Dessert for breakfast

You must have a respect for complex flavors, intensity, spice, and fishy things in order to enjoy the food here. I absolutely loved it – there was not one meal I had here that I didn’t love, but there was one dish that was so spicy I couldn’t eat the whole thing… fair enough. As I mentioned, there was a massaman curry that I ate at Baan Kachipaan that changed my life, and other memorable foods was just a regular Pad Thai from a street vendor, a fried SOMETHING dipped in this sweet, coconut-y flavored green dip from a street vendor in chinatown that had a Michelin star (can’t remember what it’s called but would die to eat it again), and a mango sticky rice that was just… hold on, let me mop my drool.

The massaman that changed the entire game…

The flavors are 10x more intensified than I expect here, even from Thai restaurants. I love flavor so it was perfect for me.

Even the colors are more intense

One last thing about food in Asia: we did it right. This whole concept of the typical western breakfast is so lame, and not that eggs and pancakes and yogurt can’t be good in the AM, but it does not hold a candle to a bowl of noodle soup, or massaman curry + roti, or these sweet little coconut ball things. The rules of breakfast do not apply, and I found that a lot of Asian foods I’d eat for dinner were breakfast foods here. IT WAS THE BEST.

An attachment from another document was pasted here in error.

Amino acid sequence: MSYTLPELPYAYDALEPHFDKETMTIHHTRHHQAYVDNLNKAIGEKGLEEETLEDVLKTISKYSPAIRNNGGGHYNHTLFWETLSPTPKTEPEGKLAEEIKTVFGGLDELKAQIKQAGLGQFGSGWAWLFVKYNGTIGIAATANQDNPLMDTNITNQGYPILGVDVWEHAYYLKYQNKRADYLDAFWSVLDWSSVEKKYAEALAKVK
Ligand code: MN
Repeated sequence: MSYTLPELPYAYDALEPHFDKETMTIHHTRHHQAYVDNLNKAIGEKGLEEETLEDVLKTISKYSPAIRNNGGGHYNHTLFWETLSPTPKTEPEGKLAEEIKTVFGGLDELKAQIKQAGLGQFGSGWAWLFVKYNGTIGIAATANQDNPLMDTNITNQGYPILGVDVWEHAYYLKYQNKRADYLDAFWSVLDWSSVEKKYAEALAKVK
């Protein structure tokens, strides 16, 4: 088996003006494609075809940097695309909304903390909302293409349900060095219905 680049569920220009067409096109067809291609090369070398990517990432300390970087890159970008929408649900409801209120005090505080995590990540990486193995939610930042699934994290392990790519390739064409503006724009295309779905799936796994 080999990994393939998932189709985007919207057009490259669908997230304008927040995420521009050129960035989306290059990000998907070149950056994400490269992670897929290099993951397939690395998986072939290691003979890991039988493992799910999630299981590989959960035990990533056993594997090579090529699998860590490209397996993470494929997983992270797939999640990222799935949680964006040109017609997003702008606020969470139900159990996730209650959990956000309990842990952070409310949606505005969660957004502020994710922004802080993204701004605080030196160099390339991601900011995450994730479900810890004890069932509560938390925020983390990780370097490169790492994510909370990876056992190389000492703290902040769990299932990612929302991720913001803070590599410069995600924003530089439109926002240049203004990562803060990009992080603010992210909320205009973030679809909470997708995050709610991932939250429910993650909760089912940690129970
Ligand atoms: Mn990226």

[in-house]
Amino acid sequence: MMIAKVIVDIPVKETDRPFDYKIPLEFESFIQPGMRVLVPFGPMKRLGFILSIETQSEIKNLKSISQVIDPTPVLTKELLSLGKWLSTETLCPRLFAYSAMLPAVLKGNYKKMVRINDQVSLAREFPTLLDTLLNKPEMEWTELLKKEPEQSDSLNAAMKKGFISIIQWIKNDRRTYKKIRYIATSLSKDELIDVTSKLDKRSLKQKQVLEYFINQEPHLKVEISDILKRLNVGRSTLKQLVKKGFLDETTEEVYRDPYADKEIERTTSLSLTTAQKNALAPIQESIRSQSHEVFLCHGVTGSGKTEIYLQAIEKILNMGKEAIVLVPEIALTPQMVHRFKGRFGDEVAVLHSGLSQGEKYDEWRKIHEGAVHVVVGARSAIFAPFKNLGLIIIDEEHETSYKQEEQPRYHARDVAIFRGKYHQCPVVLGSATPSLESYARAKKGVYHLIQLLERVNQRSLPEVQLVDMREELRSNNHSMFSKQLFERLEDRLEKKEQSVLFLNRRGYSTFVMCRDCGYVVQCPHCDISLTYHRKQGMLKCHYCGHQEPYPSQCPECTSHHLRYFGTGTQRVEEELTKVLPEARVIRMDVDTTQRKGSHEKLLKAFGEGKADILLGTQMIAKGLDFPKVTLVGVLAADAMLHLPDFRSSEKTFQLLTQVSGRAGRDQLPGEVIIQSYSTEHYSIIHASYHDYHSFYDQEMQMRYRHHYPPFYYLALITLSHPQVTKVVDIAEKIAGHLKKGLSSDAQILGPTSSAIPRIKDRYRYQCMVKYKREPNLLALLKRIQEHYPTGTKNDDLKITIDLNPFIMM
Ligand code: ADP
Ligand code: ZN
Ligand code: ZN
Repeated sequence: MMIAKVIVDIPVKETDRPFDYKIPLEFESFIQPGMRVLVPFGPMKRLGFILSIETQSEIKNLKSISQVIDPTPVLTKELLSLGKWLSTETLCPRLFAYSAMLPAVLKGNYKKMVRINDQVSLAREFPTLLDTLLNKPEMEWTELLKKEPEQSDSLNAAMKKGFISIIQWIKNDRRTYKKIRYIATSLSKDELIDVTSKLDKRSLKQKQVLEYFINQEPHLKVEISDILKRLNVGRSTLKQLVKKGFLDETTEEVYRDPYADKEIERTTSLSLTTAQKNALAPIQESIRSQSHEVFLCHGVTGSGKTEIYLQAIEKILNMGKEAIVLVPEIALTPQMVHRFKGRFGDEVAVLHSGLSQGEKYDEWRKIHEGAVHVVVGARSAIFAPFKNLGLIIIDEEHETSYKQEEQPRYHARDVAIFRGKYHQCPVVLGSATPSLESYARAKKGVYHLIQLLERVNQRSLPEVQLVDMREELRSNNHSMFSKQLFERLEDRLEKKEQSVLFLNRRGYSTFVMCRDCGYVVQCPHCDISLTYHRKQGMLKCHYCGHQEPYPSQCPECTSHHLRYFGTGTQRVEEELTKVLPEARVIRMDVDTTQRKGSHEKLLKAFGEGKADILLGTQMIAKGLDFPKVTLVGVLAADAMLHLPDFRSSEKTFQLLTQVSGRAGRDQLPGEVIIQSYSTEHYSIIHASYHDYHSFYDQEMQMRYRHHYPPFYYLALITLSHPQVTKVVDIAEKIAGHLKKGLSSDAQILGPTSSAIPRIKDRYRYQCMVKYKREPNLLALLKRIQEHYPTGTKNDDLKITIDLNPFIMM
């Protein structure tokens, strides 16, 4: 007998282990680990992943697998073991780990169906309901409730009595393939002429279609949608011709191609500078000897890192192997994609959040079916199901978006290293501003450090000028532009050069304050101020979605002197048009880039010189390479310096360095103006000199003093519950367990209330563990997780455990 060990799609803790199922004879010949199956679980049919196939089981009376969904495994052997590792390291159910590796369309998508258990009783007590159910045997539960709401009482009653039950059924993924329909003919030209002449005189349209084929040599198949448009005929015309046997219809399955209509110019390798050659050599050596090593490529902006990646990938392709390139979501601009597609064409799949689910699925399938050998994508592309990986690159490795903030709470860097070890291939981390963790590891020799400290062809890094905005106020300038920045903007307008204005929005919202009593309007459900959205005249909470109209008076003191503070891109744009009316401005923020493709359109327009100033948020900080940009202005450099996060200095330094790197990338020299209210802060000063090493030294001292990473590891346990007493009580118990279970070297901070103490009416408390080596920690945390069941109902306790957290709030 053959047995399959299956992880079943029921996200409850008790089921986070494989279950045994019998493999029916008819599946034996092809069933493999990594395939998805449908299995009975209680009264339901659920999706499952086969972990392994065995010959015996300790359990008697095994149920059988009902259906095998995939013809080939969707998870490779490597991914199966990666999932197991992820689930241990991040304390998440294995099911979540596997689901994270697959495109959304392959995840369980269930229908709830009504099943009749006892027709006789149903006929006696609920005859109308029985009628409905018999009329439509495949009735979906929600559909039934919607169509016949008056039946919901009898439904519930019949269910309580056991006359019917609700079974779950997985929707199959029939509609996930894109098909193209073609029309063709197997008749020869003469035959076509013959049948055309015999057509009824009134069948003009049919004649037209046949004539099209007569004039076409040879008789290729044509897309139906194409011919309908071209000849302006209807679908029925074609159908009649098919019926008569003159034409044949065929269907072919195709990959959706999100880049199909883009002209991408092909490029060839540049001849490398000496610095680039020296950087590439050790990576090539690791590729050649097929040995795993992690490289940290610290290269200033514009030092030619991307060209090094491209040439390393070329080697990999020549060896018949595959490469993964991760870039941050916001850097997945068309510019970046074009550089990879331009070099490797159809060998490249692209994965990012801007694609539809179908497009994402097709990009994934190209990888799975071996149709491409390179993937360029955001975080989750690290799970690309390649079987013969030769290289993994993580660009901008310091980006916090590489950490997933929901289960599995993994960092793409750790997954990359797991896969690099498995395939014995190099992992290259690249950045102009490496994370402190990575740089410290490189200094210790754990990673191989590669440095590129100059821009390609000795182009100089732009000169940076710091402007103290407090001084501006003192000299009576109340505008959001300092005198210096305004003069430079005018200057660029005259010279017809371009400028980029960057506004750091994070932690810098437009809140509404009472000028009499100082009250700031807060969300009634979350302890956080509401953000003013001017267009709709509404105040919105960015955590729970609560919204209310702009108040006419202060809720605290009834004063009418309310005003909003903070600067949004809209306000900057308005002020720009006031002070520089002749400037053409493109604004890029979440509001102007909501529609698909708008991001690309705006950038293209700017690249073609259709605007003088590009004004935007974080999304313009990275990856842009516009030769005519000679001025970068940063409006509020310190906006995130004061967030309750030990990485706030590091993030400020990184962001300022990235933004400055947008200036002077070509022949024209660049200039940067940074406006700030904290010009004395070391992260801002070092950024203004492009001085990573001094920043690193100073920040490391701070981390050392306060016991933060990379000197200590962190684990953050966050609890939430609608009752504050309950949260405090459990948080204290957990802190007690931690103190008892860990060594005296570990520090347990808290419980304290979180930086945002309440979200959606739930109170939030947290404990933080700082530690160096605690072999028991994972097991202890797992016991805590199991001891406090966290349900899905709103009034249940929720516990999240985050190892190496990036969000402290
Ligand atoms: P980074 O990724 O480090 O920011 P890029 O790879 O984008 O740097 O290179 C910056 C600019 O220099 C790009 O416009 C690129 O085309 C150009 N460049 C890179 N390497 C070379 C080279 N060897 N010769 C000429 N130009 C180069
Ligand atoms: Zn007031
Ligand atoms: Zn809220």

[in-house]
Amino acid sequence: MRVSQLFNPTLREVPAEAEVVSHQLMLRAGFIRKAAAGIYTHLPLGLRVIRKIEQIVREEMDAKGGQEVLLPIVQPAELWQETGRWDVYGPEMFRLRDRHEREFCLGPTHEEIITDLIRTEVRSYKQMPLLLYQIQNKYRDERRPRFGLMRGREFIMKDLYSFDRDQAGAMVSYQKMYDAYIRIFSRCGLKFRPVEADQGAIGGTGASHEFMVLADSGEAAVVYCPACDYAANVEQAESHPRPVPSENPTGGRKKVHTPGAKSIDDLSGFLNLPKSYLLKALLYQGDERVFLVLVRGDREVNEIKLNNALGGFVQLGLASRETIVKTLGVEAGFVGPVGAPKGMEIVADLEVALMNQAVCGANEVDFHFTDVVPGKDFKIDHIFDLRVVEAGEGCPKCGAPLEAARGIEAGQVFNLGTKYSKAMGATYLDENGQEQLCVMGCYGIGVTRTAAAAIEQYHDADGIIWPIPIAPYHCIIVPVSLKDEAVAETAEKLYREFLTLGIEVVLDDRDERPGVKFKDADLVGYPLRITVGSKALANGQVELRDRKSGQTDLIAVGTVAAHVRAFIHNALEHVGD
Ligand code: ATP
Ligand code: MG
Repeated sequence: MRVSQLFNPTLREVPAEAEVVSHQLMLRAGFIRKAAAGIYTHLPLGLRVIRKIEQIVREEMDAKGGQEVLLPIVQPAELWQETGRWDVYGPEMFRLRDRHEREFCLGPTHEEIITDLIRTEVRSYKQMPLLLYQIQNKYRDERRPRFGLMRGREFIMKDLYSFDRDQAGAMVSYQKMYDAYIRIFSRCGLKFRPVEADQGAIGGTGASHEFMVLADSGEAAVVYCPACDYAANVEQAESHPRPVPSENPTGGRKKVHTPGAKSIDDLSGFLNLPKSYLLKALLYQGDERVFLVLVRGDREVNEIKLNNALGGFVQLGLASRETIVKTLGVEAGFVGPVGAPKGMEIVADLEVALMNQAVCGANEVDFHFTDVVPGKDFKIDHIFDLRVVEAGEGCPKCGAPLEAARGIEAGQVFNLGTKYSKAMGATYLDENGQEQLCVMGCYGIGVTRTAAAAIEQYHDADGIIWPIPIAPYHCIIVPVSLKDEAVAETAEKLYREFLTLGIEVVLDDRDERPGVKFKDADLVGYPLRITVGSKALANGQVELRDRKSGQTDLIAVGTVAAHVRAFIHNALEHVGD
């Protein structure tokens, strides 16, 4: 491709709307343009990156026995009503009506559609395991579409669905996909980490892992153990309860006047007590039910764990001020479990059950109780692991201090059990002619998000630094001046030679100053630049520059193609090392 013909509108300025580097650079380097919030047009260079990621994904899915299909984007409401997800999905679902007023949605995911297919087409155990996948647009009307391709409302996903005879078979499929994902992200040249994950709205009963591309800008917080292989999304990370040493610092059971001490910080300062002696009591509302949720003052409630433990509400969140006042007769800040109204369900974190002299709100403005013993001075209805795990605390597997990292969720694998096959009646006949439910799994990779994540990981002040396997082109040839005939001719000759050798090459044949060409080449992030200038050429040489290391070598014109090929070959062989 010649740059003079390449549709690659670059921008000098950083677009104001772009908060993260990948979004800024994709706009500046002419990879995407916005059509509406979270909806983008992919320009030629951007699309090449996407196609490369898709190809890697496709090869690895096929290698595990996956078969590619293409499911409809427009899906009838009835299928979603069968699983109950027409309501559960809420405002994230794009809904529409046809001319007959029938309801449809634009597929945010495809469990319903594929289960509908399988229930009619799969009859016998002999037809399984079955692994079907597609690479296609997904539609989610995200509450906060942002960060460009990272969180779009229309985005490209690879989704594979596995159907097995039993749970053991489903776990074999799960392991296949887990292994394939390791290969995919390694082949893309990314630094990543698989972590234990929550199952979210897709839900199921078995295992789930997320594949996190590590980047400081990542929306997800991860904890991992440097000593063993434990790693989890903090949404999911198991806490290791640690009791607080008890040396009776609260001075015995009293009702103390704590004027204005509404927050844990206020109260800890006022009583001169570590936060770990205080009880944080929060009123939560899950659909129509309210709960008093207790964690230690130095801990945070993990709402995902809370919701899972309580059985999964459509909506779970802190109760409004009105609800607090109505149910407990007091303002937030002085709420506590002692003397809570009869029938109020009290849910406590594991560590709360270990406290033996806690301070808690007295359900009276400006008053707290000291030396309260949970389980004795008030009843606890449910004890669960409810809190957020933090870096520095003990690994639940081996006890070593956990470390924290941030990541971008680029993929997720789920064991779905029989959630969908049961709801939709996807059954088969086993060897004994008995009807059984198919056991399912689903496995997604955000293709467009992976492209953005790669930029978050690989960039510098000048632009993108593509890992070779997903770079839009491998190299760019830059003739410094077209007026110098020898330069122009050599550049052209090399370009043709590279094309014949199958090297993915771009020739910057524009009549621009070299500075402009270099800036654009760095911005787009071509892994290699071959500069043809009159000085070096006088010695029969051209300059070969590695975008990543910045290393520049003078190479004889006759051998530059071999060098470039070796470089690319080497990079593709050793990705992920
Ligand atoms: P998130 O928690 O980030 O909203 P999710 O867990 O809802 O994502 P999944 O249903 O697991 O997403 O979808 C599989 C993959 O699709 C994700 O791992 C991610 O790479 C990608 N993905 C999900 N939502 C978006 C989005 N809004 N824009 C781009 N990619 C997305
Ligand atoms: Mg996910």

Only thing that sucks about solo travel is I only have one stomach and I want to eat all the things. Fortunately, I did make friends with a Malaysian family next to me and we did share so I got to try more foods. This was a meal I had in Chinatown, and I did pretty good for myself! That morning glory was en fuego tho so I couldn’t finish…

I will say that, of course, I felt a hyper awareness of the potential for food poisoning, which does put a damper on things because it all looks and smells so good. This did not happen to me in Bangkok… but do I have a story for you, soon. 😉 As a general rule of thumb, drink bottled water and only eat street food if you see there is a quick turnaround of the food and a long line of customers, even better if the food is fried.

Thai Massage